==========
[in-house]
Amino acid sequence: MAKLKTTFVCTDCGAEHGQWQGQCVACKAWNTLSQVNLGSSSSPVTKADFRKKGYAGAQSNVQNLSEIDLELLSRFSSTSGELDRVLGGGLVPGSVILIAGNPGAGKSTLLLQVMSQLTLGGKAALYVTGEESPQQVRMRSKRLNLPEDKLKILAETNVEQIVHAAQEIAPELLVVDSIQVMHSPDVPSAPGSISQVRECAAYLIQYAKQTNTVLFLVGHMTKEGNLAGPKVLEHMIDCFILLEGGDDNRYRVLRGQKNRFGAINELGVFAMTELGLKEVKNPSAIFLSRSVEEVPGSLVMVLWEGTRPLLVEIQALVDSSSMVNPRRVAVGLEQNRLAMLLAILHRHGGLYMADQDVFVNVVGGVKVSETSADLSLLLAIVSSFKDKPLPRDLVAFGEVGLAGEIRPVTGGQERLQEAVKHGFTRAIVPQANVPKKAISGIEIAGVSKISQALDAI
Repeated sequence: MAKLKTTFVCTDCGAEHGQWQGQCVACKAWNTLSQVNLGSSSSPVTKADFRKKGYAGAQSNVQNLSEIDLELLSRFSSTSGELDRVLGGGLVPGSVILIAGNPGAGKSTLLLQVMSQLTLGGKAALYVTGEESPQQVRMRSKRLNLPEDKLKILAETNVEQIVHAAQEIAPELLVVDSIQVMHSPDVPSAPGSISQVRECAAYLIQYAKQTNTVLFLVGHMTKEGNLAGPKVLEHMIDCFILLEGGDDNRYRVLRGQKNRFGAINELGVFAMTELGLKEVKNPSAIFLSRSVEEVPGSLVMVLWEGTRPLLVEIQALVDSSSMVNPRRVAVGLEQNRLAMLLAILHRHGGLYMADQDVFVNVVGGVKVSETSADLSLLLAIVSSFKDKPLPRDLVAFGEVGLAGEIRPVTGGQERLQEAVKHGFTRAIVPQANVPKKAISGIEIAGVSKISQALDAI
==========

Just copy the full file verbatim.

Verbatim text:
[in-house]
Amino acid sequence: MAKLKTTFVCTDCGAEHGQWQGQCVACKAWNTLSQVNLGSSSSPVTKADFRKKGYAGAQSNVQNLSEIDLELLSRFSSTSGELDRVLGGGLVPGSVILIAGNPGAGKSTLLLQVMSQLTLGGKAALYVTGEESPQQVRMRSKRLNLPEDKLKILAETNVEQIVHAAQEIAPELLVVDSIQVMHSPDVPSAPGSISQVRECAAYLIQYAKQTNTVLFLVGHMTKEGNLAGPKVLEHMIDCFILLEGGDDNRYRVLRGQKNRFGAINELGVFAMTELGLKEVKNPSAIFLSRSVEEVPGSLVMVLWEGTRPLLVEIQALVDSSSMVNPRRVAVGLEQNRLAMLLAILHRHGGLYMADQDVFVNVVGGVKVSETSADLSLLLAIVSSFKDKPLPRDLVAFGEVGLAGEIRPVTGGQERLQEAVKHGFTRAIVPQANVPKKAISGIEIAGVSKISQALDAI
Repeated sequence: MAKLKTTFVCTDCGAEHGQWQGQCVACKAWNTLSQVNLGSSSSPVTKADFRKKGYAGAQSNVQNLSEIDLELLSRFSSTSGELDRVLGGGLVPGSVILIAGNPGAGKSTLLLQVMSQLTLGGKAALYVTGEESPQQVRMRSKRLNLPEDKLKILAETNVEQIVHAAQEIAPELLVVDSIQVMHSPDVPSAPGSISQVRECAAYLIQYAKQTNTVLFLVGHMTKEGNLAGPKVLEHMIDCFILLEGGDDNRYRVLRGQKNRFGAINELGVFAMTELGLKEVKNPSAIFLSRSVEEVPGSLVMVLWEGTRPLLVEIQALVDSSSMVNPRRVAVGLEQNRLAMLLAILHRHGGLYMADQDVFVNVVGGVKVSETSADLSLLLAIVSSFKDKPLPRDLVAFGEVGLAGEIRPVTGGQERLQEAVKHGFTRAIVPQANVPKKAISGIEIAGVSKISQALDAI